Children of Nature ranks for me alongside of Leo McCarey’s Make Way for Tomorrow and Yasujiro Ozu’s Tokyo Story as one of the cinema’s most powerful statements about the predicament of the elderly. It tells the story of Thorgeir (Gísli Halldórsson), an old man who is virtually forced by his uncaring family into living in a retirement home. Upon arriving there he meets Stella (Sigríður Hagalín), an old flame, with whom he soon steals a jeep and escapes to rural southern Iceland so that she can see again the land of her childhood. One of the film’s most evocative scenes occurs right before the couple flee Reykjavik for the countryside: Thorgeir strolls alone through Holavallagardur cemetery, a remarkable site that contains many graves dating back to the 19th century. Flowers and trees have been planted directly on top of many of the plots, giving the impression that the location is a garden as much as it is a graveyard. It is unquestionably the most beautiful cemetery I’ve visited and one that makes its stateside counterparts seem sterile and depressing by contrast.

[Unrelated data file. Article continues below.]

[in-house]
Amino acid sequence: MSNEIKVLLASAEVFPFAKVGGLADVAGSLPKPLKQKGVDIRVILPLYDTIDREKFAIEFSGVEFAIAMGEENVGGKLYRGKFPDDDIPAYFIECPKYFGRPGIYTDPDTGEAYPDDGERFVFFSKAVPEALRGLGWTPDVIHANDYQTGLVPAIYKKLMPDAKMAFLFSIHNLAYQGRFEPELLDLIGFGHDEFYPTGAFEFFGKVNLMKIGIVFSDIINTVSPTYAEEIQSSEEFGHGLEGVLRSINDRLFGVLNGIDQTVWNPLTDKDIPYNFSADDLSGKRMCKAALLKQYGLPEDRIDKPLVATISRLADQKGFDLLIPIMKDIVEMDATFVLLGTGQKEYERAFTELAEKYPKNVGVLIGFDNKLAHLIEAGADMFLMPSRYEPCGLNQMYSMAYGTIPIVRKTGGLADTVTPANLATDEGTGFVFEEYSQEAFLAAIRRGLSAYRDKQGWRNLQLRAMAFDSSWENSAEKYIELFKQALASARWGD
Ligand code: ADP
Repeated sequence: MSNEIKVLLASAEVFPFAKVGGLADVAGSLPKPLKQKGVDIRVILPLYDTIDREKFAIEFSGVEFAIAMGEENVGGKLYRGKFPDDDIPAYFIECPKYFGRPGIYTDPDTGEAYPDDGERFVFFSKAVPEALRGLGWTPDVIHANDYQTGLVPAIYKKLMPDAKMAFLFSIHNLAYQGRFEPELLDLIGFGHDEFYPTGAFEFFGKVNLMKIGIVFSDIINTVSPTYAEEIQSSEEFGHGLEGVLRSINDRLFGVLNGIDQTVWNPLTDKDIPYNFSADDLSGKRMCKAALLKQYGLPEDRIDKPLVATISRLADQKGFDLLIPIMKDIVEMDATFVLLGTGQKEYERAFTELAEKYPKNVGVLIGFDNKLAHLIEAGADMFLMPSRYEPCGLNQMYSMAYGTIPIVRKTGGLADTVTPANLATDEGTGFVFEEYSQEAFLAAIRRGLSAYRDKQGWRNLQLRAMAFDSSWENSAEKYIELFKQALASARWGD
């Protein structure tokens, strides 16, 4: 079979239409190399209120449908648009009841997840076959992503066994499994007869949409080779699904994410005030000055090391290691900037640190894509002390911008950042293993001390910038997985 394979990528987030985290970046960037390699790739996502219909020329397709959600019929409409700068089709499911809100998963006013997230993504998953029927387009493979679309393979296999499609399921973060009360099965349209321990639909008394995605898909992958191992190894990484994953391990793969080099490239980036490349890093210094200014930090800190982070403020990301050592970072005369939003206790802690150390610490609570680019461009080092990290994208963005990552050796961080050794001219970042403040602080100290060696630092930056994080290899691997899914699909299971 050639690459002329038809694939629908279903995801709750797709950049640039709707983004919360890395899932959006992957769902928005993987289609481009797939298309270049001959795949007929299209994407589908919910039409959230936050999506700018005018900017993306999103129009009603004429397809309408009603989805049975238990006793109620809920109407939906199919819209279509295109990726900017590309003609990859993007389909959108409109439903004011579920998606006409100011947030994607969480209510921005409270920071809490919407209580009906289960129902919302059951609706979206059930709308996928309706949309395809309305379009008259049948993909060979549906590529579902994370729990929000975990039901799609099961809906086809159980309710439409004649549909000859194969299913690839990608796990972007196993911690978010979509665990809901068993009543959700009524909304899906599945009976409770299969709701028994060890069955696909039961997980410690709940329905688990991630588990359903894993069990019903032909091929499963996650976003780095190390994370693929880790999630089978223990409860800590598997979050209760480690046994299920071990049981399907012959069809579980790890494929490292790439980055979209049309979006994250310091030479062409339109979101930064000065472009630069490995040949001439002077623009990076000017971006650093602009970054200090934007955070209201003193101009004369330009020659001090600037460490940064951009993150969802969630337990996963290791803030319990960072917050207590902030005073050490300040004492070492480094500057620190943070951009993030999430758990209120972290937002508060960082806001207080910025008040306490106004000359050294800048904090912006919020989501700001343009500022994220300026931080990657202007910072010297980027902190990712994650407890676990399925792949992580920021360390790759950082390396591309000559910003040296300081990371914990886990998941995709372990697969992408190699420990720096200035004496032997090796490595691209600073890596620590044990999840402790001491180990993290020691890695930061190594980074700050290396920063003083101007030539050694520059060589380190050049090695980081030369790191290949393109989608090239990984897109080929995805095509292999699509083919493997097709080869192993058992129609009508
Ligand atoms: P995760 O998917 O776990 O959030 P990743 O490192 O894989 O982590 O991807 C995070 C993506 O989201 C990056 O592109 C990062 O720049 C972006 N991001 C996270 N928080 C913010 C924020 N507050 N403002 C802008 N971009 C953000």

20130807_152002Holavallagardur cemetery

childrenI love this movie so much I paid 1600 krona to see it!

Fridriksson may be best known in the U.S. for Cold Fever (Á köldum klaka), an absurdist comedy/road movie about Hirata (Masatoshi Nagase), a Japanese businessman who travels to Iceland to perform a traditional cleansing ritual at the site where his parents had died years earlier. The film was an international arthouse hit when it was released in 1995/1996 and part of what makes it so charming is the way it uses a fish-out-of-water story to present “typically” quirky Icelandic characters and scenarios to an outsider-protagonist who functions as a surrogate for the viewer. For instance, the first place Hirata visits in Iceland is the Blue Lagoon, an outdoor hot spring that has long been the country’s most popular tourist destination.